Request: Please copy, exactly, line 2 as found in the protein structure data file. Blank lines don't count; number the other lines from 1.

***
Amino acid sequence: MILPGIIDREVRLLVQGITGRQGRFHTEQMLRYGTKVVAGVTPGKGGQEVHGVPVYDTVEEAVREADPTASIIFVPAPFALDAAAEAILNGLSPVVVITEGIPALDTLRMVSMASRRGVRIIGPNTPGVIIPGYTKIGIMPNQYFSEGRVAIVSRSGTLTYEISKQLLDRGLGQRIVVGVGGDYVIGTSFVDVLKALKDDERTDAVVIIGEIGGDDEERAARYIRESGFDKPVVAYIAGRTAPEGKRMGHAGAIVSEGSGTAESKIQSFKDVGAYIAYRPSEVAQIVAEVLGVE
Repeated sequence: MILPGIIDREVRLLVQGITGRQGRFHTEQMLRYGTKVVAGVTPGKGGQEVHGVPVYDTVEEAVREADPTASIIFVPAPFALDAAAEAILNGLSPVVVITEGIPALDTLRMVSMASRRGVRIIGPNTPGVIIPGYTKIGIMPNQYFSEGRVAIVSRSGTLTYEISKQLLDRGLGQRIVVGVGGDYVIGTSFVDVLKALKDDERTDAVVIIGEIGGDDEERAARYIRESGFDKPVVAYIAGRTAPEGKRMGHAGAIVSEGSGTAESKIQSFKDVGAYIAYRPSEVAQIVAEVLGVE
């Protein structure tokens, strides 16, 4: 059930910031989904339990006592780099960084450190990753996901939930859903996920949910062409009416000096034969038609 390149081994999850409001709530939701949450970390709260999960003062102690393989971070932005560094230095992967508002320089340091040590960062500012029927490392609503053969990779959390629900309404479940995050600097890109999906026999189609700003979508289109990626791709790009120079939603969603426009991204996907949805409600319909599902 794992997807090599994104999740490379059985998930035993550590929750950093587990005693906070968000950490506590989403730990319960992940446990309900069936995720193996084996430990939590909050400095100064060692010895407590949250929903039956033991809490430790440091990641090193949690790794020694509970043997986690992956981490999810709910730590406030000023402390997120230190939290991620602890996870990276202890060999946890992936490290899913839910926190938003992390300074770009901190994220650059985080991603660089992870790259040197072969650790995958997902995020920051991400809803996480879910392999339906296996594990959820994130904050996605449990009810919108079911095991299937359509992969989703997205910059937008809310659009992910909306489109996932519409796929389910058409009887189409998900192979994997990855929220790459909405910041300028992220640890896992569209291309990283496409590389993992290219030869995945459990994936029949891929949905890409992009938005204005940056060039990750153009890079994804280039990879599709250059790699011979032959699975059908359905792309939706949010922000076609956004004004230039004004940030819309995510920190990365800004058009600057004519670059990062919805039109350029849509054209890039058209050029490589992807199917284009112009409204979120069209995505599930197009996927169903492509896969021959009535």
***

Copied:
Repeated sequence: MILPGIIDREVRLLVQGITGRQGRFHTEQMLRYGTKVVAGVTPGKGGQEVHGVPVYDTVEEAVREADPTASIIFVPAPFALDAAAEAILNGLSPVVVITEGIPALDTLRMVSMASRRGVRIIGPNTPGVIIPGYTKIGIMPNQYFSEGRVAIVSRSGTLTYEISKQLLDRGLGQRIVVGVGGDYVIGTSFVDVLKALKDDERTDAVVIIGEIGGDDEERAARYIRESGFDKPVVAYIAGRTAPEGKRMGHAGAIVSEGSGTAESKIQSFKDVGAYIAYRPSEVAQIVAEVLGVE